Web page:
German Finance Minister Olaf Scholz’s proposal to break the deadlock over European banking integration has received a cautious welcome from central bank governors in the euro’s two next most-important economies.
Bank of Italy Governor Ignazio Visco appeared less hostile to the plan than his country’s finance minister, saying “it shows willingness to keep the dialog open” even if it fails to address key issues. That followed remarks by his French counterpart, Francois Villeroy de Galhau, who described it as “a useful basis for compromise.”
Scholz suggested that Germany may consider cooperation on guaranteeing deposits, an offer that came with a list of demands aimed at reducing risks in the European banking sector. While Italian Finance Minister Roberto Gualtieri reacted that those conditions wouldn’t be appropriate, Scholz insisted that a deal in principle could be possible by December.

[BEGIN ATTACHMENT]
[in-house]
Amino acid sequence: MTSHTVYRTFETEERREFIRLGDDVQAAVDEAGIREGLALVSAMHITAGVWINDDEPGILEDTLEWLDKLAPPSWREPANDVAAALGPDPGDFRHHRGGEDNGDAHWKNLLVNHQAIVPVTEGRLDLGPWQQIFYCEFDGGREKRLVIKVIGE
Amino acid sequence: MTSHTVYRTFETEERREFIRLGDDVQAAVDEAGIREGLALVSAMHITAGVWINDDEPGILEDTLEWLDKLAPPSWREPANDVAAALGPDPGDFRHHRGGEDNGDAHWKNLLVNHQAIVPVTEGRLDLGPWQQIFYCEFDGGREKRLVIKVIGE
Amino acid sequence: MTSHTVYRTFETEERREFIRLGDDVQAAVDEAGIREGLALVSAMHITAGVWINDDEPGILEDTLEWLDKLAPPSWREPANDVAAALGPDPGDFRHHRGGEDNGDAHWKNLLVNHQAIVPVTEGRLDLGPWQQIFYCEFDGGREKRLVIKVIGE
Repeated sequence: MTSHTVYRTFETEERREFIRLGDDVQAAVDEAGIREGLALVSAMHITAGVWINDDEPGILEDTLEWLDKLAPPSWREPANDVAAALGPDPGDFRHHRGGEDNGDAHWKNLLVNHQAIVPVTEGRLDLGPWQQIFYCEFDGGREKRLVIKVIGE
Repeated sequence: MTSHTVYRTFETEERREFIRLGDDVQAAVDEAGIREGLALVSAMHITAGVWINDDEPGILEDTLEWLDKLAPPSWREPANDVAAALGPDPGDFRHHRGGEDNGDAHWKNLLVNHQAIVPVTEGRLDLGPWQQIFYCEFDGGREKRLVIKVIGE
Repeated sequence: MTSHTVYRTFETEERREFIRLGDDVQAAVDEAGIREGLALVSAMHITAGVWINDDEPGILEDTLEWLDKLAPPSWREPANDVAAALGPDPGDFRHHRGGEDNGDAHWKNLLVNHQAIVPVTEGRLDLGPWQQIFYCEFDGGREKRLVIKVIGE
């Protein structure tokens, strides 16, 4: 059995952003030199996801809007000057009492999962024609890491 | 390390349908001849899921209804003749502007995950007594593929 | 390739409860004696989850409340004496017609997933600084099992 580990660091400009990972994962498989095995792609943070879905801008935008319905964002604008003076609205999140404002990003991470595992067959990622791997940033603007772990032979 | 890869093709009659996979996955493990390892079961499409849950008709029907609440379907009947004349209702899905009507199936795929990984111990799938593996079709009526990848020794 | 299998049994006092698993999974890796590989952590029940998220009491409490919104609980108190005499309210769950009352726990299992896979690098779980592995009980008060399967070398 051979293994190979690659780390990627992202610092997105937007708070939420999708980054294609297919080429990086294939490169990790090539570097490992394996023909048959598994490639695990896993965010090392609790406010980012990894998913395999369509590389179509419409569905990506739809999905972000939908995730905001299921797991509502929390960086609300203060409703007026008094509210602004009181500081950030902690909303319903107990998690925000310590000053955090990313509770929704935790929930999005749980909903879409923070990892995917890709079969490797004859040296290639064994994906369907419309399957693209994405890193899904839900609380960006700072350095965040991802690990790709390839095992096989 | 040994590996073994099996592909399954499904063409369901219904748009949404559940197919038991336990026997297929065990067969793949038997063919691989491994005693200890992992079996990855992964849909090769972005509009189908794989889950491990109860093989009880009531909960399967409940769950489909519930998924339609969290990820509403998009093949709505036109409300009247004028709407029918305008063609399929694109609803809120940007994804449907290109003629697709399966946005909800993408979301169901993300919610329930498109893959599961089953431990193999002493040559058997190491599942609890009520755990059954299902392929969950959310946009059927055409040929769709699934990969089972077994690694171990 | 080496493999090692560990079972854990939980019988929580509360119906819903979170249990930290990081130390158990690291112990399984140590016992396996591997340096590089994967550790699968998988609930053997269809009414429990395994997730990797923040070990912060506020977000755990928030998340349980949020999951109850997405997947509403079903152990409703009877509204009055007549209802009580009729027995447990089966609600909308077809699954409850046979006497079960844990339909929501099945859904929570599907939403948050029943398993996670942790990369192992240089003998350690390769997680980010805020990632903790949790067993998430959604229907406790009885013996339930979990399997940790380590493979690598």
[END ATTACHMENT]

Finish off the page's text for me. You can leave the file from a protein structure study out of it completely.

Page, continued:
The governors’ views in the major economies are instructive on the evolving dialog because of their proximity to banking system via their central banks.
Visco focused his critique about the proposal on the lack of an accompanying initiative to create a so-called safe asset in the euro area. Villeroy, the Bank of France governor, said that the debate was too focused on deposit insurance alone, though his reaction was warm.
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